Asee peer logo

Teaching Assessment: How Do You Do It?

Download Paper |

Conference

2003 Annual Conference

Location

Nashville, Tennessee

Publication Date

June 22, 2003

Start Date

June 22, 2003

End Date

June 25, 2003

ISSN

2153-5965

Conference Session

Perceived Quality Engineering Education

Page Count

11

Page Numbers

8.1058.1 - 8.1058.11

Permanent URL

https://peer.asee.org/11596

Download Count

28

Request a correction

Paper Authors

author page

Allen Estes

author page

Stephen Ressler

Download Paper |

Abstract
NOTE: The first page of text has been automatically extracted and included below in lieu of an abstract

Session 2255

Teaching Assessment: How Do You Do It? Allen C. Estes and Stephen J. Ressler United States Military Academy

Introduction

The role of the teacher in the classroom carries tremendous responsibility. A group of students that can range from a half dozen to several hundred are depending on that individual to provide structure to a body of knowledge, to guide the learning process, to convey difficult subjects in a clear manner, to lead the classroom and out-of-class activities such that student time used efficiently, and to provide a course of instruction where the students can successfully complete the learning objectives. And somehow, the teacher is supposed to establish some rapport along the way. How does the teacher know when he or she is doing well? And how does someone who oversees a program know that the teachers who work for him are doing well? This paper attempts to answer these questions using many of the tools available at the United States Military Academy as illustration.

What Constitutes Good Teaching

Before teaching can be assessed, one must first answer the question what constitutes good teaching. Seymour and Hewitt1 interviewed hundreds of math, science, and engineering students and were able to quantify what students considered bad teaching. The list was long and included such things as inadequate preparation, preoccupation with research, inability to communicate, presenting material at too high a level, and not understanding how people learn. If all of the student comments were turned from a negative to a positive, it would be a good list of what constitutes good teaching. The ExCEEd (Excellence in Civil Engineering Education) Teaching Model2 shown in Fig. 1 is used in the ASCE ExCEEd Teaching Workshops to define what constitutes good teaching. The ExCEEd Teaching Model is derived predominately from Lowman’s Two-Dimensional Model3 and Wankat’s Compendium of Learning Principles4.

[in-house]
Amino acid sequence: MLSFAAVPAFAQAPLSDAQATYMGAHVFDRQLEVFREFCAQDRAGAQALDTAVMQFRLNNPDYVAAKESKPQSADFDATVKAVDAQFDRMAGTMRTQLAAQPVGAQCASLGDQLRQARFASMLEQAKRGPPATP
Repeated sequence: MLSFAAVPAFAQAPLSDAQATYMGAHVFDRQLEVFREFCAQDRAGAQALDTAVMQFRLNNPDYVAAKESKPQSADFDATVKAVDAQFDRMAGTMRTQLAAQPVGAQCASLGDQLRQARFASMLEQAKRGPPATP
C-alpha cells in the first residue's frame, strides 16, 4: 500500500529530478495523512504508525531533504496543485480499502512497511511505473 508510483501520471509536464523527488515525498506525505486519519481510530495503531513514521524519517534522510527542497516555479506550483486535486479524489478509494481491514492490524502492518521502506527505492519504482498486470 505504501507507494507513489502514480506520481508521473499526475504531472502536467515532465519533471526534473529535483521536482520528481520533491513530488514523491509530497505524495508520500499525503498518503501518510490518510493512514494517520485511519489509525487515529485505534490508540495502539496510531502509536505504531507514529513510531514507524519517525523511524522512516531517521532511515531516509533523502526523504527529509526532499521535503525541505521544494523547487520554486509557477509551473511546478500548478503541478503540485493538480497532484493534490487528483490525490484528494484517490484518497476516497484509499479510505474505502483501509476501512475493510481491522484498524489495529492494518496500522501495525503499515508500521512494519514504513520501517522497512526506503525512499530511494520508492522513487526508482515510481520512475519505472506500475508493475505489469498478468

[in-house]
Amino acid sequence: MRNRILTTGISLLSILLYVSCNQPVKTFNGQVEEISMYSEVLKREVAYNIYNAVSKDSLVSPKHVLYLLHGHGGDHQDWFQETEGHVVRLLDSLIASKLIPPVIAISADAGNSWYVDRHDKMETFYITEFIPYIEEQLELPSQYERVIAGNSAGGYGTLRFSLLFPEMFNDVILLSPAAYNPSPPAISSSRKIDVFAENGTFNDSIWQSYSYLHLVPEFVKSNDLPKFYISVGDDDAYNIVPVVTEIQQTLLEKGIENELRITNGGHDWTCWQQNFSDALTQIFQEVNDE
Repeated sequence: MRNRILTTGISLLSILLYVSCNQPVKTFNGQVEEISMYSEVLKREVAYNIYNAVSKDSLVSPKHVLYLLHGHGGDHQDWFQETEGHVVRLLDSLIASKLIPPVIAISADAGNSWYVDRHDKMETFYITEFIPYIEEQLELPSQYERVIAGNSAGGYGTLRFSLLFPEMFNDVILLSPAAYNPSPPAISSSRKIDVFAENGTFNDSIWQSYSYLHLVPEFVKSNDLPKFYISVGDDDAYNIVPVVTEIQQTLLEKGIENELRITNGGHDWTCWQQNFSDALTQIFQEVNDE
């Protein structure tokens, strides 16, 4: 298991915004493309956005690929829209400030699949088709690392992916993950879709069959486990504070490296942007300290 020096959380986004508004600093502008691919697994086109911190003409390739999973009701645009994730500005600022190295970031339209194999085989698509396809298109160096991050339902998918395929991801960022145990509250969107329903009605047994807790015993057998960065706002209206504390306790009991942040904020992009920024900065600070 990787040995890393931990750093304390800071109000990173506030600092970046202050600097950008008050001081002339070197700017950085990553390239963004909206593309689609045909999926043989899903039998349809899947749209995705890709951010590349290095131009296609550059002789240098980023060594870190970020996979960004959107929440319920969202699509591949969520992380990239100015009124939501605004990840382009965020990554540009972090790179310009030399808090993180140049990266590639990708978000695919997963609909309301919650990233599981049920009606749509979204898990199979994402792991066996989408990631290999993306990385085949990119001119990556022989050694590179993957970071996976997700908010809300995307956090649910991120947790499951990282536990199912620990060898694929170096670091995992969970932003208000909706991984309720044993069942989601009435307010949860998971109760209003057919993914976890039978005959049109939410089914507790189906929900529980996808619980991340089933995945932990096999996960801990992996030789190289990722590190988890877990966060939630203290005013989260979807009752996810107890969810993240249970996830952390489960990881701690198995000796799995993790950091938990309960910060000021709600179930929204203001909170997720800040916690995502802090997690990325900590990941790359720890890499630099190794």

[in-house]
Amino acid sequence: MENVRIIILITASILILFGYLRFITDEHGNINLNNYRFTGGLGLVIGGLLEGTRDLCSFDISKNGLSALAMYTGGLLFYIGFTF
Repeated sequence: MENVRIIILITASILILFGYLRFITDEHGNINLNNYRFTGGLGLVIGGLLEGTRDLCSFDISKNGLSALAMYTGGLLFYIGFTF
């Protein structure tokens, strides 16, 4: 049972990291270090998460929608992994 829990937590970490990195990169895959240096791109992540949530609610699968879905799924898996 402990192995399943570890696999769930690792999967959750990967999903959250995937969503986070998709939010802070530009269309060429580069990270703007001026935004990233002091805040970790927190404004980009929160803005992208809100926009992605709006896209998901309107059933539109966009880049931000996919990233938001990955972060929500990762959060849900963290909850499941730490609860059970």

The ExCEEd model recognizes both the need for structure and organization as well as rapport with students and an enthusiastic, engaging presentation. The learning objectives have to be clear and the student needs frequent and timely feedback against which to measure progress and make adjustments. Different students learn in different ways and instructors need to appeal to those different learning styles. Technology in the form of computer simulations, software demonstrations, PowerPoint slides, video clips, overhead slides and even chalk can enhance instruction as long as it is used appropriately. This is one list that defines the aspects of good teaching; others undoubtedly exist. If the model is valid then one can then assume that if a teacher is doing everything on the list, he or she is probably teaching well.

“Proceedings of the 2003 American Society for Engineering Education Annual Conference & Exposition Copyright  2003, American Society for Engineering Education”

Estes, A., & Ressler, S. (2003, June), Teaching Assessment: How Do You Do It? Paper presented at 2003 Annual Conference, Nashville, Tennessee. https://peer.asee.org/11596

ASEE holds the copyright on this document. It may be read by the public free of charge. Authors may archive their work on personal websites or in institutional repositories with the following citation: © 2003 American Society for Engineering Education. Other scholars may excerpt or quote from these materials with the same citation. When excerpting or quoting from Conference Proceedings, authors should, in addition to noting the ASEE copyright, list all the original authors and their institutions and name the host city of the conference. - Last updated April 1, 2015